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Old 02-05-2003, 08:55 AM   #1
Suru
Location: Miami, FL
Join Date: Aug 2000
Posts: 453
United_States
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Being in shape

What do you all do to keep in shape for Aikido? Cardiovascular training? Do you watch your diet? How bad is smoking and drinking if you want to be in shape?

Drew
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Old 02-05-2003, 09:05 AM   #2
Nacho_mx
Dojo: Federación Mexicana de Aikido
Location: Mexico City
Join Date: Mar 2002
Posts: 188
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Aikido 5-6 times a week is what keeps me in shape (a somewhat round shape). I donīt follow a special diet, but I donīt smoke and I donīt drink regularly (a beer or tequila shot once in a while).
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Old 02-05-2003, 09:16 AM   #3
Ta Kung
Join Date: Apr 2001
Posts: 237
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I can't/won't speak for anyone else, but I keep in shape by going to a gym and I also swim a lot. And Aikido practise also does the body good.

Smoking and drinking is bad for you, but what isn't these days? We go out for a drink a few times a month and sometimes less. We usually have a blast. No harm in that.
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Old 02-05-2003, 09:48 AM   #4
paw
Join Date: Mar 2002
Posts: 768
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I don't smoke or drink.

I bike to work year round --- there's no such thing as bad weather, only bad gear.

Besides mat time, here's how things look....

Right now:

Strength training --- Singles and Doubles

Yoga --- for about 3 months now

Come spring, I'll change things. By summer, things will change again.

Regards,

Paul
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Old 02-05-2003, 04:19 PM   #5
Kevin Wilbanks
Location: Seattle/Southern Wisconsin
Join Date: Jul 2002
Posts: 788
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I don't think there is anything mysterious or obscure about what constitutes being in shape for your own purposes. Can you participate in Aikido or whatever activity you want, as much as you want, without chronic injury problems or lacking fitness attributes interfering with your training? If yes, then you are in good enough shape for your own Aikido needs. Since Aikido is not competition oriented and everyone has different goals and purposes for practicing, there is no stock answer, you have to look carefully at your own desires and experience. As for any particular variable such as diet, smoking, drinking, etc..., the only real way to know is to experiment on yourself, not appeal to others for anecdotes or opinions. Try training for protracted periods with and without whatever element is in question and observe the differences.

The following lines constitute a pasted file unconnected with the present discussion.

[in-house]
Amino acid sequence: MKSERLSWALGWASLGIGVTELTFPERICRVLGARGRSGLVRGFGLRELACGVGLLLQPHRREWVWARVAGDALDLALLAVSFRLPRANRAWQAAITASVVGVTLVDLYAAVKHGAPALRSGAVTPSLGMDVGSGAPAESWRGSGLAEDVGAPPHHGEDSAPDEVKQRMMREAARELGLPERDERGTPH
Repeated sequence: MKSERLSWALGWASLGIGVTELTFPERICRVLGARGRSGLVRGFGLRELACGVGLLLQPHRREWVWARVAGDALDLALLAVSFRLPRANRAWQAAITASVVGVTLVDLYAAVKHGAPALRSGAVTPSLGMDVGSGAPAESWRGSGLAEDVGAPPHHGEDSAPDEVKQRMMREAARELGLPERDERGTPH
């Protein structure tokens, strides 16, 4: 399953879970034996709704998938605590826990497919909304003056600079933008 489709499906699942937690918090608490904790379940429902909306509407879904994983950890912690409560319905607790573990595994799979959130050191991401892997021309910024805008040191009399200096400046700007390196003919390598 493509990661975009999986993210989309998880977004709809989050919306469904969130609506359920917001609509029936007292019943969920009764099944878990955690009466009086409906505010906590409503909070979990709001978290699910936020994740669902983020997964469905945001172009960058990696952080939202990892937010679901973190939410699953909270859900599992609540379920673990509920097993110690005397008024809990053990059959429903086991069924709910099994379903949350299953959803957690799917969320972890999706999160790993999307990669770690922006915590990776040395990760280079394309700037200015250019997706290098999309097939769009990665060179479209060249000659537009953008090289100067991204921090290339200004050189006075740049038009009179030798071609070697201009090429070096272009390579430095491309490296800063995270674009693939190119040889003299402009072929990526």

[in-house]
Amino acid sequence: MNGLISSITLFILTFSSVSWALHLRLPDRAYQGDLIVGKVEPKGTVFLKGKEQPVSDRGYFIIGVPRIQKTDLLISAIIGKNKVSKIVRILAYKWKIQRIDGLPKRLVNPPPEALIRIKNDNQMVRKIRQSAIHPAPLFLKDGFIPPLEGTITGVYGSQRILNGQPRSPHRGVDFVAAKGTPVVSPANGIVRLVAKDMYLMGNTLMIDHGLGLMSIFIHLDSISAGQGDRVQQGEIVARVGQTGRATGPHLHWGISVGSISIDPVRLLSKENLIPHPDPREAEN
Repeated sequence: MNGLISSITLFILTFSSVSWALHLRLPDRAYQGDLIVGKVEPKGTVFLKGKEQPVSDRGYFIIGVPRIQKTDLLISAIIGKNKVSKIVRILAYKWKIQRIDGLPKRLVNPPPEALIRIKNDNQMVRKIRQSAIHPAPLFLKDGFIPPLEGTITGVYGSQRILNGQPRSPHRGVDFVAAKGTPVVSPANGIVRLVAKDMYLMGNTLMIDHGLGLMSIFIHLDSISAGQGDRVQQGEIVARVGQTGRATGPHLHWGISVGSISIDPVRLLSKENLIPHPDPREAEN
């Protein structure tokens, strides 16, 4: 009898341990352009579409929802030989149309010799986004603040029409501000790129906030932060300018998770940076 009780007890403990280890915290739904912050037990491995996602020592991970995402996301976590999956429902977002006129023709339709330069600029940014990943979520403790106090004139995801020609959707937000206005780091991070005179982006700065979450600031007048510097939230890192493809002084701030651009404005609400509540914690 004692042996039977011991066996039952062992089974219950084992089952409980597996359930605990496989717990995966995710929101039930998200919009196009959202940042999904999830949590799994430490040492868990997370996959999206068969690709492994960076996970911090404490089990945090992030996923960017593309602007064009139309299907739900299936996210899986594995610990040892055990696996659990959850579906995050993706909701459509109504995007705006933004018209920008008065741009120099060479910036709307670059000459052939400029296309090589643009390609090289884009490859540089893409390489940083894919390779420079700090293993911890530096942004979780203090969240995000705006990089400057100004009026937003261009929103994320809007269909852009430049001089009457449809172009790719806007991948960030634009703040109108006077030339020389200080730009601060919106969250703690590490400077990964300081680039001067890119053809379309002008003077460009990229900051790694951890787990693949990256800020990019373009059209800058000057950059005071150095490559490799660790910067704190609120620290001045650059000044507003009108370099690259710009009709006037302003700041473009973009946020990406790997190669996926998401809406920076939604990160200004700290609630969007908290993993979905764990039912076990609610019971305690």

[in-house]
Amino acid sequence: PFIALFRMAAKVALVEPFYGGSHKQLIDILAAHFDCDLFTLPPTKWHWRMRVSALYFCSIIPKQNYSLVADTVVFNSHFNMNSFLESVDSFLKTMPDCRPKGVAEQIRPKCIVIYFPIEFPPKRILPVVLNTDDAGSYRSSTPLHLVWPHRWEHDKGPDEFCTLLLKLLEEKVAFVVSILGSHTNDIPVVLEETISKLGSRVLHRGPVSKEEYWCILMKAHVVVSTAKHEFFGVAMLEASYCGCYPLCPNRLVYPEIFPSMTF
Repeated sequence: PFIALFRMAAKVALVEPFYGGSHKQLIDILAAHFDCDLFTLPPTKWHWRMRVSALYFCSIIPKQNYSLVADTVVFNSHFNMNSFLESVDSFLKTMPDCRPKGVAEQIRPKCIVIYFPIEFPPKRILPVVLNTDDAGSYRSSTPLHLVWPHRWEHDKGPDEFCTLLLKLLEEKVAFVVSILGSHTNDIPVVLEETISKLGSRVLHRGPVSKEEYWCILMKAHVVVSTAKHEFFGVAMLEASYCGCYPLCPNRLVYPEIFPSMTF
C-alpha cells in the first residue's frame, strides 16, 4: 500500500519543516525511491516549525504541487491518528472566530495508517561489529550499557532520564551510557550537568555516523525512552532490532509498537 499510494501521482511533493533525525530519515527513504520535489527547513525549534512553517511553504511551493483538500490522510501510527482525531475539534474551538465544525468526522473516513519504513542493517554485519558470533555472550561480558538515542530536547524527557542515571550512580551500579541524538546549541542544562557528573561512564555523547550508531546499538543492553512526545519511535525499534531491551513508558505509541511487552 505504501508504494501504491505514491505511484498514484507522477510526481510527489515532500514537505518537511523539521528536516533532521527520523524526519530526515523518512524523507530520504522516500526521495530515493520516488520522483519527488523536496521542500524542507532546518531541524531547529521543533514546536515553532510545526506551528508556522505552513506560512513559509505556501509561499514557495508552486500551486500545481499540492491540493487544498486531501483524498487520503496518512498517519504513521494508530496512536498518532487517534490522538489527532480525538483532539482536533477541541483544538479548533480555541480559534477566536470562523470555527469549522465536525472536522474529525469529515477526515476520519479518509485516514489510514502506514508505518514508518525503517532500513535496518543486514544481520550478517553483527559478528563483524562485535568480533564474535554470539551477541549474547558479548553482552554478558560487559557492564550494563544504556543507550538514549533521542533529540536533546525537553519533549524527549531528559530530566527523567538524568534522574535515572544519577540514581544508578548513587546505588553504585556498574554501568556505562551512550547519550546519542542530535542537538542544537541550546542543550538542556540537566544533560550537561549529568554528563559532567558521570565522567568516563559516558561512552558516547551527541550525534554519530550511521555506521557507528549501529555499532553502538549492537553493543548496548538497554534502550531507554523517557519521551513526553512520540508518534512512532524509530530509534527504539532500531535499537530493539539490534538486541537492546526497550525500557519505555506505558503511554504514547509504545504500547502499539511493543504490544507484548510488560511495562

Personally, I currently strength train more for the experience itself, and to reach aesthetic/bodybuilding goals related to appearing credible as an athletic trainer. I feel like in most ways I am in more than good enough shape for the amount of Aikido practice available to me now. Nonetheless, I have not become superhuman, as I am currently recovering from a nasty 'groin pull' - my first such injury in almost 2 years.

I train full-body weight/bodyweight workouts twice per week - one heavy day and one volume day, each with 6 or less total exercises, lasting less than an hour total. Nothing fancy. I also do HIIT twice per week and 2 or 3 20-minute continuous run/jumprope sessions per month to maintain endurance. I have never smoked tobacco, as the habit seems about as appealing to me as copography. I drink varyingly, but what averages to about 2 beers per day.
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Old 02-14-2003, 10:18 AM   #6
John Boswell
 
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Dojo: Aikido of Midland
Location: Midland, Texas
Join Date: Jan 2003
Posts: 597
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I'd highly recommend anyone still smoking and trying to do Aikido to STOP SMOKING !! I had quit for a while and about 3 months into Aikido, had a bad day and picked up the habit again. Next thing I know, I'm so out of breath I could barely do my rolls much less 2 hours worth of training a night!

So, over the holidays, I managed to quit again. (By the way, Nicoderm (c) patch really helps!) I've been a couple months of not smoking and I'm feeling much better. I don't get short of breath as much as I did and I get my breath back after a hard work out faster.

If you don't smoke, don't start.

If you do, stop. Its not easy, but if you find a step-down program with gum or patch or something and FOLLOW IT, plus tell everyone you know that you are quiting (they will help you with peer-preassure) you'll be on your way to a better life and healthier one.